Concert Review/Commentary: Rhiannon Giddens Is Real

Molotov Cocktail: A crude incendiary device typically consisting of a bottle filled with flammable liquid and with a means of ignition.

That is what went flinging into the audience halfway through the Rhiannon Gidden’s show Sunday at the Fillmore. The song was “Backbone”. A song that brought show opener Charly Lowry back onstage to sing about her revolutionary Lumbee/Tuscarora ancestor, Henry Barry Lowry. With every cry of “Gotta have a back bone! Backbone!” another musical Molotov went off. As the pillars of this historic venue burned to black ash cinders and you are left with nothing but the bare bones of what it means to live and survive.

And it was also this moment among many that had me thinking about Beyoncé’s recent album and her foray into exploring country and other roots music and other topics presented in songs like The Beatles, “Blackbird” because, as Beyoncé said, “It is a Beyoncé record.”

I mention this because, that statement sits on the opposite spectrum of what Rhiannon Giddens (who plays banjo on the new Beyonce hit) does. Rhiannon is a musicologist and multi-instrumentalist and so her rumination on records go beyond another, “Rhiannon record”.  The exploring of histories that she does tries to tie the larger culture context together and go deeper than the surface level Beyoncé material that is a one off album. One is not better than the other, they are different things often with different audiences.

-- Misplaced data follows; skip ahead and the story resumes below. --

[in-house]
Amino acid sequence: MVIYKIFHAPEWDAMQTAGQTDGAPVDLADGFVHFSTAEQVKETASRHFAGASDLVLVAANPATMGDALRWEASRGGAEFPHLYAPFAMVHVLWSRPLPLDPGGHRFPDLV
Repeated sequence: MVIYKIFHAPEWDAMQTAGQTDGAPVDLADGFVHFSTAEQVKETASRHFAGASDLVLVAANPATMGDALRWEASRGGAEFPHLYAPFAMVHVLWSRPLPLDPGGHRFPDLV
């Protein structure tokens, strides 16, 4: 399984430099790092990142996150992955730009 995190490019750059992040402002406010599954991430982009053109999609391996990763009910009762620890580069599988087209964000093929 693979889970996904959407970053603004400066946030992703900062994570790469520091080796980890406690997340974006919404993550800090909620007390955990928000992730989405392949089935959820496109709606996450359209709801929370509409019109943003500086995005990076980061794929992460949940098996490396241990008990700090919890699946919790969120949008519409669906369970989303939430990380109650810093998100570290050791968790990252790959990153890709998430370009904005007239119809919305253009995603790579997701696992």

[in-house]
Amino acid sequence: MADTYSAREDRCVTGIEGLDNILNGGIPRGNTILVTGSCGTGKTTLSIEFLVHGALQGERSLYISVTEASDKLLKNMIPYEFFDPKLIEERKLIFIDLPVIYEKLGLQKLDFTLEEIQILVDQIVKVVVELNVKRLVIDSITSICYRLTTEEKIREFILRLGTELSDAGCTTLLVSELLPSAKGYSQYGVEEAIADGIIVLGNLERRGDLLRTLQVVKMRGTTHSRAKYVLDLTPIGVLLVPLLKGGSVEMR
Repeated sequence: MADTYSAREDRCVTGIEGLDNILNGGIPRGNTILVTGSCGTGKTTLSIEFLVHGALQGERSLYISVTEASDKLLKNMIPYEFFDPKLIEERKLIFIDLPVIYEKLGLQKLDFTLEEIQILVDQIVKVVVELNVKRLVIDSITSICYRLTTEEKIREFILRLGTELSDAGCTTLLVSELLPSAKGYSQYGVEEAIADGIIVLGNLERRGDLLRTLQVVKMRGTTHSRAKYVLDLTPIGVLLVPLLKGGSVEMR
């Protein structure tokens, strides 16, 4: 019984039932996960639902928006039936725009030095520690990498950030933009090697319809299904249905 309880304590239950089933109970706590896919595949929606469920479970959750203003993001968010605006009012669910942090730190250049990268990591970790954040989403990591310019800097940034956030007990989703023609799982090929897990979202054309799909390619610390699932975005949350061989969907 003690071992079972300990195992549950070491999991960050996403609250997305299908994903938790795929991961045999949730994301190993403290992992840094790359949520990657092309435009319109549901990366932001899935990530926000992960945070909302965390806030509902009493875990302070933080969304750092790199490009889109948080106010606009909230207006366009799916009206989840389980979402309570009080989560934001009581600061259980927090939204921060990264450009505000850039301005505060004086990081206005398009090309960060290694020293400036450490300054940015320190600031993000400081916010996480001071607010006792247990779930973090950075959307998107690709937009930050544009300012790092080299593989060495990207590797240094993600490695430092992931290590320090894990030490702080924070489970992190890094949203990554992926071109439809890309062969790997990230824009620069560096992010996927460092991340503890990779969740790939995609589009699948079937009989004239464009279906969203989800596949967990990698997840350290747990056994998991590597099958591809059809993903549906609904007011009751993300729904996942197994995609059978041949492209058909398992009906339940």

But I personally prefer the brand of musical exploration Rhiannon does. It feels more scholarly and studied and nuanced. It’s one thing for Beyoncé to say the banjo came from Africa it is another thing for Rhiannon to know HOW and WHY it came from there and explain to the audience HOW and WHY. And explain that it was an instrument of protest. Again not worse or better just different. Also scholarly pursuits aside I just find Rhiannon’s music more alive and raw and most importantly fun.

And outside Tami Nielsen she may be my second pick for best vocalist going right now any genre. Add the picking and fiddle skills and forget it. You are dealing with multi-threat that could smoke any major pop star going in a duel.

And since she is a musicologist, she does not just get up and thrown down one song after the next. She gives it space and context. And it is these brief interludes where I could tell that the mostly white audience would rather have not had to hear the history lessons. The energy in the room tightened each time some historical placement was made. People want to feel like they embrace all cultures and histories without having to embrace all of a culture’s history. It was similar energy to how the crowd tightened up when Björk made political statements at her show at the Chase Center.

Don’t lecture me I paid for you to play music!

But unlike the Björk when Rhiannon was done talking and her band got to playing the audience got to whooping and screaming and dancing and cheering. So the music was more than just a, “spoonful of sugar” making the medicine go down.

Anyway… back the ash remnants of the Fillmore. “Backbone”, was probably the highlight for me. Followed by, “If You Don’t Know How Sweet It Is”. A fun song with the kind of word play country music is known for. And a song Rhiannon said was inspired by very early Dolly Parton album cuts where Parton is more pointed and sassy than she would be in her later years. It has now had me going and hunting down these early Parton songs I have missed.